Tonight’s Saturday night cinema classic is a tribute to those to whom we still owe so much. From Here to Eternity, starring (Burt Lancaster, Montgomery Clift, Frank Sinatra and Deborah Kerr, takes place in Honolulu, in the languid days before the attack on Pearl Harbor.
“From Here to Eternity,” has become an outstanding motion picture in this smash screen adaptation. It is an important film from any angle, presenting socko entertainment for big business. Full review
William Brogdon, Variety
Deserving to be seen and remembered for so much more than that kiss, this is old school drama of the highest order. And then there’s always the beautiful theme – pre-Kenobi sampling, of course… Full review
Kim Newman, Empire
This film is not a work of feel-good boosterism; instead it’s a collection of human dramas set against the backdrop of a Hawaiian U. S. Army base in the days leading up to Pearl Harbor. Full review
Carly Kocurek, Common Sense Media
From Here to Eternity (1953)
Directed by: Fred Zinnemann
With: Montgomery Clift, Burt Lancaster, Deborah Kerr, Frank Sinatra, Donna ReedThis is by far the most acclaimed and admired of all Pearl Harbor films. Its appeal lay, in part, in its timeliness: eight years after the end of the war, audiences were ready to look back without the flag-waving or moral certainties that characterise wartime films. Thus, in From Here to Eternity the attack on Pearl Harbor does not serve as the springboard for revenge scenarios or for exposés of Japanese treachery. Rather, it represents an awakening from the malaise and drift of the prewar period.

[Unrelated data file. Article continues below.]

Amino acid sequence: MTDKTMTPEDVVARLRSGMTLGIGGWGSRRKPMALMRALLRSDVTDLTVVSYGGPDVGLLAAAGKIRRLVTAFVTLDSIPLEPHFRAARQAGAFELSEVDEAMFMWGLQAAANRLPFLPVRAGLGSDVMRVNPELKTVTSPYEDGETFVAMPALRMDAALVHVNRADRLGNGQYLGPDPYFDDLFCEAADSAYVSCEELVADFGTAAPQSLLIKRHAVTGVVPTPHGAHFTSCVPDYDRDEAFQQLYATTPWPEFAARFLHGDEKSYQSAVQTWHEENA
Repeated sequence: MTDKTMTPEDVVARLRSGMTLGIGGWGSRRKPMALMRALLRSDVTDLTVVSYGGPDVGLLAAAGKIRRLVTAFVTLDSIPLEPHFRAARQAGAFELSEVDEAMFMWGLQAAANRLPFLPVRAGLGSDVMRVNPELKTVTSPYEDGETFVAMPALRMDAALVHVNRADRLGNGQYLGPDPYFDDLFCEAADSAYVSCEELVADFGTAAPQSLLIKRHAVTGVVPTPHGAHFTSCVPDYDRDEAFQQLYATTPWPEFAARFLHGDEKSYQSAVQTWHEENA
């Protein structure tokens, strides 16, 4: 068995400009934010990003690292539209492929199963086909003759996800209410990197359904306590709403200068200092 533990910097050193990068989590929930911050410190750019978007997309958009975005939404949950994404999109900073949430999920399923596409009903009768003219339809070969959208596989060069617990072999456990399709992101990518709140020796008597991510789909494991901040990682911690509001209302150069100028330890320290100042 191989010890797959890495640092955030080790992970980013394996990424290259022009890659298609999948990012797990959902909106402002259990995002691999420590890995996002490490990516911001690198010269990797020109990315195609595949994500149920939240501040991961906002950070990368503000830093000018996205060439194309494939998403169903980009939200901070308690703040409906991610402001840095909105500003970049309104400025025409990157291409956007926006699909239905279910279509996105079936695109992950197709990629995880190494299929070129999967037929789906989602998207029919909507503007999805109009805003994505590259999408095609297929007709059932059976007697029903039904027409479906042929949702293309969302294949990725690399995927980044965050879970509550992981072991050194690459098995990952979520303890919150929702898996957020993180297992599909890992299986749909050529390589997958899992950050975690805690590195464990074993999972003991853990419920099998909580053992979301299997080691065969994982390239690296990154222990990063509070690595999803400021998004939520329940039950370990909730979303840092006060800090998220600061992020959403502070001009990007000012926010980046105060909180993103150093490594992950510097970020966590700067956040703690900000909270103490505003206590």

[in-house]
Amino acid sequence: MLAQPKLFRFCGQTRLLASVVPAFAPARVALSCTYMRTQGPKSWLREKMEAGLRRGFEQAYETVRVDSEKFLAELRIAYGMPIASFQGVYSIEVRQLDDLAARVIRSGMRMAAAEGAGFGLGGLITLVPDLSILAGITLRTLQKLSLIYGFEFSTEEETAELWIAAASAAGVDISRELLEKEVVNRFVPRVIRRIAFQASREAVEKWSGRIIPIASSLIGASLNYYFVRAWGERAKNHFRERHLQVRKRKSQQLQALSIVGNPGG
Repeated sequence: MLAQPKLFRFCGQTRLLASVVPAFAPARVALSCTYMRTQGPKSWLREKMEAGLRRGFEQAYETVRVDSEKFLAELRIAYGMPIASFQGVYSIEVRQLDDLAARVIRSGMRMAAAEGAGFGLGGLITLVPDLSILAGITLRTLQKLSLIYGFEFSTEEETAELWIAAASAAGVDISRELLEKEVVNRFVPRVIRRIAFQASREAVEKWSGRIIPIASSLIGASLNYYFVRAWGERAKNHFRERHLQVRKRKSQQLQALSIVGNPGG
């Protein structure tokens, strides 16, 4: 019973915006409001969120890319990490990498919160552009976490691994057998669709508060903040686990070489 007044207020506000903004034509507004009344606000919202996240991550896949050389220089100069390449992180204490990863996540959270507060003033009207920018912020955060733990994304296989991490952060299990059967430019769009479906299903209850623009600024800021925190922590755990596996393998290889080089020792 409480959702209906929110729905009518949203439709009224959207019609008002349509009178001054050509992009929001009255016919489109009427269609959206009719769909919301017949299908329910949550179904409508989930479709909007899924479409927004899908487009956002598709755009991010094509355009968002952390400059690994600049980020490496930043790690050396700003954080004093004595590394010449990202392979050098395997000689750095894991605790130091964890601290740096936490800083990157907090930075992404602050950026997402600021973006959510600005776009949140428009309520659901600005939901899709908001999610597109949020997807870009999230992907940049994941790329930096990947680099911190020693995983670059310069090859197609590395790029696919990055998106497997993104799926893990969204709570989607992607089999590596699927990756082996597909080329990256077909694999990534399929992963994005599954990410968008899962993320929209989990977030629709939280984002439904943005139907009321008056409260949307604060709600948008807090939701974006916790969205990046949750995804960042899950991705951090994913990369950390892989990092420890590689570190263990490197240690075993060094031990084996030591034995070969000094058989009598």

Today the film is best remembered for the image of Karen Holmes (Deborah Kerr) and Sergeant Warden (Burt Lancaster) kissing on the beach. Their story is just one of the plot lines that reveals the dissolute morality that precedes the attack; Holmes is married to Warden’s commanding officer. Captain Holmes (Philip Ober) is a weak leader interested only in gaining promotion through the army ranks. Private Maggio (Frank Sinatra) is a childish hothead who eventually dies at the hands of a sadistic stockade guard (Ernest Borgnine). Private Robert E Lee Prewitt (Montgomery Clift) is a champion boxer who refuses to fight in the army’s boxing league and is therefore abused by Holmes and his subordinates. Prewitt’s only solace is found with Lorene (Donna Reed), a ‘hostess’ in a Honolulu ‘social club’.
When the Japanese finally arrive, the attack itself is portrayed only briefly, but it has the effect of restoring order and purpose to the characters’ lives. The men are galvanised and become fighters. The women are sent back to the mainland, looking forlorn but also ready to live respectably.
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